Wednesday, February 22, 2012

See Los Angeles! Read a Novel!

If Levar Burton has taught me anything, it's that when I pick up a book, "I can go anywhere." If you're an intrepid mental traveler like me, you probably enjoy trotting across the globe with our See The World series. It’s been a little while since we took you to Venice. So, in honor of the upcoming Oscars weekend, we thought we’d pass along three great tickets to the City of Angels:

Ask the Dust, by John Fante for a taste of the by-gone, Depression-Era LA:
“And so I was down on Fifth and Olive, where the big street cars chewed your ears with their noise, and the smell of gasoline made the sight of the palm trees seem sad, and the black pavement still wet from the fog of the night before… …Los Angeles, give me some of you! Los Angeles come to me the way I come to you, my feet over your streets, you pretty town I loved you so much, you sad flower in the sand, you pretty town.”

The Black Dahlia, by James Ellroy for a hard-boiled, 1940s, noir police detective tale :
"Warrants was local celebrity as a cop. Warrants was plain-clothes with a coat and tie, romance and a mileage per diem on your civilian car. Warrants was going after the real bad guys and not rousting winos and wienie wagers in front of the Midnight Mission. Warrants was working in the DA’s office with one foot in the Detective Bureau, and late dinners with Mayor Bowron when he was waxing effusive and wanted to hear war stories. 
"Thinking about it started to hurt. I went down to the garage and hit the speed bag until my arms cramped. 
"Over the next few weeks I worked a radio car beat near the northern border of the division. I was breaking in a fat-mouthed rookie named Sidwell, a kid just off a three-year MP stint in the Canal Zone. He hung on my every word with the slavish tenacity of a lapdog, and was so enamored of civilian police work that he took to sticking around the station after our end of tour, bulshitting with the jailers, snapping towels at the wanted posters in the locker room, generally creating a nuisance until someone told him to go home."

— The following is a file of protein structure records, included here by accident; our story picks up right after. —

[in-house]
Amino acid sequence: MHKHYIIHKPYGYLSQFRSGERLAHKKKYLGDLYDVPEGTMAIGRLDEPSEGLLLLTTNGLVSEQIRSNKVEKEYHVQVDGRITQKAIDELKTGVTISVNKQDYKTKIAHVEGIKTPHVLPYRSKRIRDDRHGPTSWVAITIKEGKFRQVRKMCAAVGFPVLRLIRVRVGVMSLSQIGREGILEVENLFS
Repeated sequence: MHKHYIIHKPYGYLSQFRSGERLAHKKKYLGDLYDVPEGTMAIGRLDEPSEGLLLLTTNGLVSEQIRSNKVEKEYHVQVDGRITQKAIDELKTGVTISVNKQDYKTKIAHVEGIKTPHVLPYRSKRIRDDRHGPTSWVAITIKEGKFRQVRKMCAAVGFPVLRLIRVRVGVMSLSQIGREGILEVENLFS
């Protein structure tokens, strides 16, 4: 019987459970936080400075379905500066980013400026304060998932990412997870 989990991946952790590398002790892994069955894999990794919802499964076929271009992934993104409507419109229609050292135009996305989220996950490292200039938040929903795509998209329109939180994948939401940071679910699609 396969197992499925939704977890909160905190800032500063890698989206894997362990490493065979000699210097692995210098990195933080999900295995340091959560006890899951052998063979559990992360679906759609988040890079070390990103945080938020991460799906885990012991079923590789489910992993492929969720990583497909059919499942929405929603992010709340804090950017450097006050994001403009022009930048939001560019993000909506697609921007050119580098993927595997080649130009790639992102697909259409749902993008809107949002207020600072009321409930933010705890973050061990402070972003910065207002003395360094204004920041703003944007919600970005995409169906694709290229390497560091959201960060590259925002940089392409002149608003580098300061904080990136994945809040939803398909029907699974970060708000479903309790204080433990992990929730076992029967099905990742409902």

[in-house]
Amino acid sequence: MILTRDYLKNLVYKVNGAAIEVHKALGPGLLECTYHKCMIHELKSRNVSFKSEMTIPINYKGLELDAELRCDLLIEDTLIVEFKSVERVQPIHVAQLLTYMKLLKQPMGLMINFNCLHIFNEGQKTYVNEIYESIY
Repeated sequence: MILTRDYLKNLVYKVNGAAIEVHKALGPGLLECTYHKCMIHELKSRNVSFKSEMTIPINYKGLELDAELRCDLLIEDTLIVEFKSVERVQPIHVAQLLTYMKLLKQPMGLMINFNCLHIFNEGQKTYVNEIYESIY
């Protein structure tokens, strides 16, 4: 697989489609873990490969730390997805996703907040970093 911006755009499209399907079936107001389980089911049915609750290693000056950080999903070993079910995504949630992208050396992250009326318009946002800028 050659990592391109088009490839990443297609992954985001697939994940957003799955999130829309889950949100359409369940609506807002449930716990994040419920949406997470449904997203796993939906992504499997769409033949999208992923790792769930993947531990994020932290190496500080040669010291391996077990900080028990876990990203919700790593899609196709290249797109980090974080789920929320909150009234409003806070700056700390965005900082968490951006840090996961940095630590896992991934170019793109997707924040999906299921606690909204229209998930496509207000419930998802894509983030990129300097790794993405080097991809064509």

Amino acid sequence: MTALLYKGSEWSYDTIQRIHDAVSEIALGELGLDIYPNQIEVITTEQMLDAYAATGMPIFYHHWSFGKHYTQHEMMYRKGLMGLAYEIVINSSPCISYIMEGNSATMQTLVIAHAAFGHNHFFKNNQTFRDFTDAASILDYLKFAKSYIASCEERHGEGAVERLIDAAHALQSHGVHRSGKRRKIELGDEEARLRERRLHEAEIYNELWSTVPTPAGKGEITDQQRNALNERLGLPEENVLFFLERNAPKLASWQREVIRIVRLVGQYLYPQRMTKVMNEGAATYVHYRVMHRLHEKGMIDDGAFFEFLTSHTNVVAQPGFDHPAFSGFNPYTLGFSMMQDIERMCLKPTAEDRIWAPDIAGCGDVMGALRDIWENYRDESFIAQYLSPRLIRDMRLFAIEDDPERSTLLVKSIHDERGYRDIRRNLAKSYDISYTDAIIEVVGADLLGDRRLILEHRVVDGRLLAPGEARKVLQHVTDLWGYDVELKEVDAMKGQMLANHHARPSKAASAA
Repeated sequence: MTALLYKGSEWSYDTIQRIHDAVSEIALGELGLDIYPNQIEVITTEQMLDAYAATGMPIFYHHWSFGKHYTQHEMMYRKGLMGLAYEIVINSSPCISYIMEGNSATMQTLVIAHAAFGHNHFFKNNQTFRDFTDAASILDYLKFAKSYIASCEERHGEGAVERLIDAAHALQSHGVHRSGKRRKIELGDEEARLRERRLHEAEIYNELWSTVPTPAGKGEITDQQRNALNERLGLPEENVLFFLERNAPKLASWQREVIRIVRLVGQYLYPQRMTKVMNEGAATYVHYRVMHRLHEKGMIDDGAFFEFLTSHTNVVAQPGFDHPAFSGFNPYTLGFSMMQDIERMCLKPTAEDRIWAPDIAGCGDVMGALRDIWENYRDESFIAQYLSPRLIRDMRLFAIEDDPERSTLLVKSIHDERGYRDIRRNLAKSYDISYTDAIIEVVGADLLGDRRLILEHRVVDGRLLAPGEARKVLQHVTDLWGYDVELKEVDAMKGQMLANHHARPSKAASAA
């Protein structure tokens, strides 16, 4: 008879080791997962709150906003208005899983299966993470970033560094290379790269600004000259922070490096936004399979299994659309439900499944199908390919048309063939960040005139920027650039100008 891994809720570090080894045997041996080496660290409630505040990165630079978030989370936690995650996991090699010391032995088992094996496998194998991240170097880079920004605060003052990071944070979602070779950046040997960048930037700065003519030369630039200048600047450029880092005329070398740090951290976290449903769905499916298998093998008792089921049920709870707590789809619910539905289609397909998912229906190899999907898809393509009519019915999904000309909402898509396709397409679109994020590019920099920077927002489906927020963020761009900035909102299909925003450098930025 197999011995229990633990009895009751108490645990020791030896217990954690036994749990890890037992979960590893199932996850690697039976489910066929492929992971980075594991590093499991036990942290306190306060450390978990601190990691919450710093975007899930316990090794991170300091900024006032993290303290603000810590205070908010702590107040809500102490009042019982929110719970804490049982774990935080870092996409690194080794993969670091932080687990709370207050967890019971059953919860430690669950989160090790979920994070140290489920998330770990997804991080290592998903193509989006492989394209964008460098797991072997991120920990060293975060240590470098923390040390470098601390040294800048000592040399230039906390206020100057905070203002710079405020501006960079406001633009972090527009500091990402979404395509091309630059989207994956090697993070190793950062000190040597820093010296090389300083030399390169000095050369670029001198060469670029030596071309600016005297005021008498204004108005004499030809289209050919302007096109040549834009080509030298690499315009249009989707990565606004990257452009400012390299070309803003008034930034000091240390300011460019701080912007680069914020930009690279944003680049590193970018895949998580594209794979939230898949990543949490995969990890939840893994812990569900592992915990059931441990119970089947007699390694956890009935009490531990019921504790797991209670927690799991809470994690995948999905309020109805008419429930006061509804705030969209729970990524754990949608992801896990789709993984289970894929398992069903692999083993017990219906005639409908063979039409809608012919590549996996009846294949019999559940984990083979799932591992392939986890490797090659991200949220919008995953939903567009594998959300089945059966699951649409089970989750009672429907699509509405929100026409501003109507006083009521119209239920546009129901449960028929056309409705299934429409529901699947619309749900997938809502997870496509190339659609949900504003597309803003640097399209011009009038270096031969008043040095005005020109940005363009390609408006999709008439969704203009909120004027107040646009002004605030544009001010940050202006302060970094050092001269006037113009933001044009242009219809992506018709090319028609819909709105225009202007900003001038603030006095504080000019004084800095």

Lightning Field, by Dana Spiotta for a look at modern-day LA:
"For the past two hours she had done the unthinkable, the violate: she walked. First through the Vista Del Mar neighborhood of old tiny 1920s bungalows, sort of Spanish colonial with odd Moorish and Eastern flourishes, stuccoes and surrounded by palm trees, so arranged and modern they seemed carved in Bakelite. Car-free, in summer ballet flats, the only thing besides gardeners and children, Mina walked along curbs and looked through interior-lit windows, the fading dusk light affording anonymity, the TVs and stereos and nearly audible conversations providing a schizoid soundtrack- strange juxtapositions of familiar radio sounds with other people’s lives at an audio glance. Sometimes just a name, spoken and unanswered, hung in the air, or whole arguments at high volume. She could pause and listen for hours to fragments of conversations about dinner or car keys or mail.
"She had walked the long way from Max’s apartment in the Hills, then headed down Gower past Sunset and Santa Monica. The streets had already thickened with homebound cars, five o’clock sliding into six o’clock, a special segue time that was once called, by  someone, somewhere, the cocktail hour."


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